Dr. Stieg: So Rohan, can you give us a little bit of background on what really went on and why you felt like you needed to do an awake craniotomy in this situation?
Dr. Ramakrishna: Well, as Mario mentioned, he had had some telltale signs of language dysfunction prior to being diagnosed with a brain tumor. In addition, he had had a seizure and when the imaging evaluation for this was completed, it was clear he had a tumor and a part of the brain called the superior temporal gyrus on the left side. Now this part of the brain is almost always intimately associated with language function and there was some swelling associated with the tumor. So it was immediately obvious that this lesion was in fact responsible for not only seizure but his language dysfunction because of the proximity of language areas to the tumor. That’s why I recommended an awake craniotomy so that we could find those areas and take the tumor out safely.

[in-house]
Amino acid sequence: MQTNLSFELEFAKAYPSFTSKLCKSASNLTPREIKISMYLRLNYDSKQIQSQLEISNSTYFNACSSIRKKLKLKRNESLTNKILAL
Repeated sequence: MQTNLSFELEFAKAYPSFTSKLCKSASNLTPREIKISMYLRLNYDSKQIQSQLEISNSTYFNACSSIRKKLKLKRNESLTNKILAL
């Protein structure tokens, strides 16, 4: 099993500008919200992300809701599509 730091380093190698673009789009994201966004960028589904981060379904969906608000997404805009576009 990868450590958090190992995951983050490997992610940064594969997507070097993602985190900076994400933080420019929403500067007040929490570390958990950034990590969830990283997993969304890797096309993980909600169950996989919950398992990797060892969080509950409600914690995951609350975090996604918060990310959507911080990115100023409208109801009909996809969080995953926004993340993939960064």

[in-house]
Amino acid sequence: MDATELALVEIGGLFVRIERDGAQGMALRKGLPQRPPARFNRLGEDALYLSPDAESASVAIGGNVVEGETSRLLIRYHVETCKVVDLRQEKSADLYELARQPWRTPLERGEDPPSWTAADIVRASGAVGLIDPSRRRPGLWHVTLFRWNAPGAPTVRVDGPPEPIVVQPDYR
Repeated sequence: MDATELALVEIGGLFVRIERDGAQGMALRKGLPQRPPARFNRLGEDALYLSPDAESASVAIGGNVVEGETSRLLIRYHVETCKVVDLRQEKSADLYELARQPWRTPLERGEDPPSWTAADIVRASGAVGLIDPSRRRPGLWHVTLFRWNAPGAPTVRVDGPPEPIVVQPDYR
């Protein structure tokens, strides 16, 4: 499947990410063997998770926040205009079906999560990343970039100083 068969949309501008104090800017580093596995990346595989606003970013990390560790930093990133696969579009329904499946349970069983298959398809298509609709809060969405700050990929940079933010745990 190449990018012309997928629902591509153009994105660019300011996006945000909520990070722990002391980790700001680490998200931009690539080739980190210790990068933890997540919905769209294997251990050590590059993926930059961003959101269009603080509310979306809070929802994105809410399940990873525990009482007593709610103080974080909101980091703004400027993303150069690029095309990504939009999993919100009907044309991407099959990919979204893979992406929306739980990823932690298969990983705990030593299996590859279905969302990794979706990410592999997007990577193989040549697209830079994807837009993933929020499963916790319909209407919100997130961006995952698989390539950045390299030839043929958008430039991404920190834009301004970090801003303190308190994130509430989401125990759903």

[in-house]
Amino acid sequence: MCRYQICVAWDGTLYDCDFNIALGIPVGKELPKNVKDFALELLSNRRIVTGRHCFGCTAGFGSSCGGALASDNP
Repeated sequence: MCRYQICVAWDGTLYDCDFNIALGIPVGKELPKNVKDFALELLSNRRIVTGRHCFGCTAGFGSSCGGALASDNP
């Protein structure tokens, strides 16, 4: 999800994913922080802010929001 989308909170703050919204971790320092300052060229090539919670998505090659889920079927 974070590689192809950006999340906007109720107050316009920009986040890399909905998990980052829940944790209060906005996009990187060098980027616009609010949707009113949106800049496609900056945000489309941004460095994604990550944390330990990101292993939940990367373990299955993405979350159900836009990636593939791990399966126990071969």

Dr. Stieg: Had you gotten a functional MRI scan beforehand to confirm that as well?
Dr. Ramakrishna: Uh, yes. And he had language areas intimately associated with the tumor.
Dr. Stieg: So Mario, you’re sitting in Dr. Ramakrishna’s office, and he says, “I want to do an awake craniotomy.” What was your first reaction?
Mario Moore: My first reaction was I had no idea what it was. The second reaction was I’d never had surgery before, which also led me to have no idea what it was. And then when I realized what he was talking about, I immediately thought of a scary movie. It’s like, this is, this is something that people actually do. But when Dr. Ramakrishna actually explained it more, I understood the process and I knew he was really good at it from just, I’m talking to him and doing some research on my own. So it seemed to be the best way to remove the tumor. You know, of course I was still a little like, “Oh, this is, this is kind of out of this world.” But I understood what was needed to be done.